Hurricane Felix roared ashore early Tuesday as a fearsome Category 5 storm - the first time in recorded history that two top-scale storms have made landfall in the same season. The storm hit near the swampy Nicaragua-Honduras border, whipping metal rooftops through the air like razors and forcing thousands to flee coastal swampland.
Felix was the first of two major storms expected to make landfall on Tuesday: Off Mexico's Pacific coast, Hurricane Henriette churned toward the upscale resort of Cabo San Lucas, popular with Hollywood stars and sea fishing enthusiasts.
In Nicaragua, more than 12,000 people were evacuated just ahead of Felix's landfall, but some refused to leave vulnerable coastal communities, and three boats loaded with a total of 49 people sent out distress calls, civil defense official Rogelio Flores said.
"The winds are horrible," Red Cross official Claudio Vanegas said by phone from the Nicaraguan town of Puerto Cabezas shortly after Felix struck land nearby with winds of 160 mph. "They send roofs flying through the air, so we aren't going outside because it is too dangerous."
Phones and power were out in much of the Miskito Coast, making it difficult to find out what was happening in the remote, swampy area where many people depend on canoes for transport. Provincial health official Efrain Burgos warned that 18,000 people should find their own way to higher ground.
The only path to safety for many of those Indians was up rivers and across lakes that are too shallow for regular boats, but many lacked gasoline for long canoe journeys out. And damaging winds and floods could wipe out their crops of beans, rice, cassava and plantains.
In Honduras seaside resort of La Ceiba, residents spent the night reinforcing the flimsy walls of their homes with plywood and sandbags.
"It's going to be strong, but we have faith that Christ will protect us," said Sandra Hernandez, a 37-year-old housewife who watched satellite images of the storm on television.
Hurricane Dean struck Mexico two weeks ago as a Category 5 storm, and Felix's landfall marked the first time that two Category 5 hurricanes have hit land in a season since 1886, according to the U.S. National Oceanic and Atmospheric Administration. Only 31 such storms have been recorded in the Atlantic, including eight in the last five seasons.
"This is an extremely dangerous and potentially catastrophic hurricane. We just hope everybody has taken the precautions necessary to protect life and property," Richard Pasch, a hurricane specialist at the National Hurricane Center, said Tuesday.
Off Mexico's Pacific coast, Henriette strengthened into a hurricane and was on a path to hit the tip of the Baja California Peninsula on Tuesday afternoon. The storm had sustained winds of 75 mph and, at 8 a.m. EDT, was centered about 80 miles south-southeast of the peninsula.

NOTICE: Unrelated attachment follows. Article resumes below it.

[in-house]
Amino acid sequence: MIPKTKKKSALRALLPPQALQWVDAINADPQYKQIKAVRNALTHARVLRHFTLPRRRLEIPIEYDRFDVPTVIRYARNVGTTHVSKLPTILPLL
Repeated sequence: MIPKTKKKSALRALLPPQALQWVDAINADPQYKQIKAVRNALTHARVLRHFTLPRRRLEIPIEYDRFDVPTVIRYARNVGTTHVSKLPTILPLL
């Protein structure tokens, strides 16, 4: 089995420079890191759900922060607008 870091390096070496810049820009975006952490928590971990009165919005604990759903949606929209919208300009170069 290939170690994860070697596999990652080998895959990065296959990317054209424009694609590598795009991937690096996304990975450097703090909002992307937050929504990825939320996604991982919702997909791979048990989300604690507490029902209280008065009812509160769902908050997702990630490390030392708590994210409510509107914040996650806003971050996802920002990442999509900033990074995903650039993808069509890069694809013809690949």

Before dawn Tuesday, strong waves pounded the resort's beaches, rain fell in sheets and strong winds whipped palm trees. More than 100 residents spent the night in makeshift shelters as the storm approached, and more were expected to leave their homes Tuesday.
Henriette claimed seven lives even before it strengthened into a hurricane. One woman drowned in high surf in Cabo San Lucas on Monday, and the storm caused flooding and landslides that killed six people in Acapulco.
On Tuesday, in the final hours before Hurricane Felix was expected to hit, Grupo Taca Airlines frantically airlifted tourists from the Honduran island of Roatan, popular for its pristine reefs and diving resorts, while the U.S. Southern Command said a Chinook helicopter evacuated 19 U.S. citizens, including tourists and members of U.S. Joint Task Force-Bravo who were visiting the island. Delta Airlines sent an extra flight Tuesday to Honduras to help customers escape Felix.
Bob Shearer, 54, from Butler, Pa., said he was disappointed his family's scuba diving trip to Roatan was cut short.
"I only got seven dives in. I hope they didn't jump the gun too soon," he said as he waited for a flight home in the San Pedro Sula airport.
The storm was following the same path as 1998's Hurricane Mitch, a sluggish storm that stalled for a week over Central America, killing nearly 11,000 people and leaving more than 8,000 missing, mostly in Honduras and Nicaragua.
Meteorologists agree that it is impossible to determine if any single hurricane is the result of climate change. But they differ on the key question of whether global warming is making hurricanes stronger.
Some scientists say that more intense hurricanes are forming because of human-caused increases of sea surface temperatures. Others say that newer technology such as satellites and other devices allow better storm strength measurements, and that accounts for the increase in detecting more powerful hurricanes.